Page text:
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Dental Routine

Sadly, the shorter daylight hours and cooler northern winds sweeping our valley signal that summer is coming to an end. This means that our children will be heading back to school and getting back into routine. For most families, this means a more structured bedtime, less beach visits and making calls to the family doctor and dentist for routine check-ups.

Health Canada reports that 45% of kids between the ages of 6 and 11 have had to miss school because of dental problems. As dentists, we encourage parents to have their children get their teeth examined regularly by a dentist. Just because a child does not complain that his or her teeth hurt, does not mean that everything is healthy in the mouth. Often, tooth decay will not cause any pain until it is fairly advanced and close to the dental pulp (nerve and blood vessels of a tooth).

School age children are in the phase of their mouth development when baby teeth co-exist with adult teeth. A dentist will examine this situation and make sure that this is proceeding properly, in the correct sequence, and that there is enough space for the incoming adult teeth.

Dental problems will interfere with a child’s concentration in school and ability to enjoy extra-curricular activities. It is important to maintain a healthy mouth so that children can focus on what is important- playing and learning.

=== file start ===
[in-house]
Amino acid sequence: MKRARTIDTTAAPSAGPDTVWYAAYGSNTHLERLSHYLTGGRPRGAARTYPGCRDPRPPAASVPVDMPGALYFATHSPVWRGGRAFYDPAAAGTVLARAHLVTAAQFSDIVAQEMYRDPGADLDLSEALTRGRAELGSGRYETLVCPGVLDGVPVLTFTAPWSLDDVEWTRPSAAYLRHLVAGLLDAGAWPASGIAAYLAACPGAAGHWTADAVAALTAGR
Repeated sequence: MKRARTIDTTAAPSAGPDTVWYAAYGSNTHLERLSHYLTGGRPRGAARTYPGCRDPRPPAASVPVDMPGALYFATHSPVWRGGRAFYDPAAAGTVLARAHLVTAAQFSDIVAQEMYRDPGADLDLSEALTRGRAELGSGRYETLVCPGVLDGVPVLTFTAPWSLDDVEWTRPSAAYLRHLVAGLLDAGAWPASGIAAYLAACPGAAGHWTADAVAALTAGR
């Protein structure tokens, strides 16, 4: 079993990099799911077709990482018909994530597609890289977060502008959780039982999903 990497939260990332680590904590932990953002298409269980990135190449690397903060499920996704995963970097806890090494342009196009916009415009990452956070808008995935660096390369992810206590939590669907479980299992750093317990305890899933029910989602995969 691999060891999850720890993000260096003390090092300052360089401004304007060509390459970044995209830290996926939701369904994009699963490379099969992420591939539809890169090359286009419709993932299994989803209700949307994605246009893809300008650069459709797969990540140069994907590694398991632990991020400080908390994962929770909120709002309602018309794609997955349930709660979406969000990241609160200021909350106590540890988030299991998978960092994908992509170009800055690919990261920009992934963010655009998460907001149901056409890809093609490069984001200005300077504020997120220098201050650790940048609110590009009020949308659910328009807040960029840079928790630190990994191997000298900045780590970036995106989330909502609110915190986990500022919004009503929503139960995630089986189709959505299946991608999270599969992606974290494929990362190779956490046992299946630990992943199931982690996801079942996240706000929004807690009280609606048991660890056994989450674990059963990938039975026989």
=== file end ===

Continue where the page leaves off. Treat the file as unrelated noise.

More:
Here are some tips parents to get your children back into a routine:

Children must brush their teeth at least twice a day, once in the morning and once right before bedtime. They should also be encouraged to floss regularly in order to clean the areas in between the teeth that toothbrushes cannot access.

Toothbrushes should be replaced every three months or after an illness.
Try to decrease the amount of sugar in your child’s diet. Replace sugar filled or high carbohydrate snacks with healthy options such as veggie sticks or nuts. Replace juices and sodas with milk or water. High exposure to sugar is a leading cause of tooth decay.

Observe your children while they brush and ensure that they are doing a proper job. Time them or buy them a timer and make sure that they are covering all surfaces. A thorough brushing session should take two minutes.

As a family dentist, I encourage parents to make a dental appointment for their children to help ensure a healthy mouth and a healthy, happy child.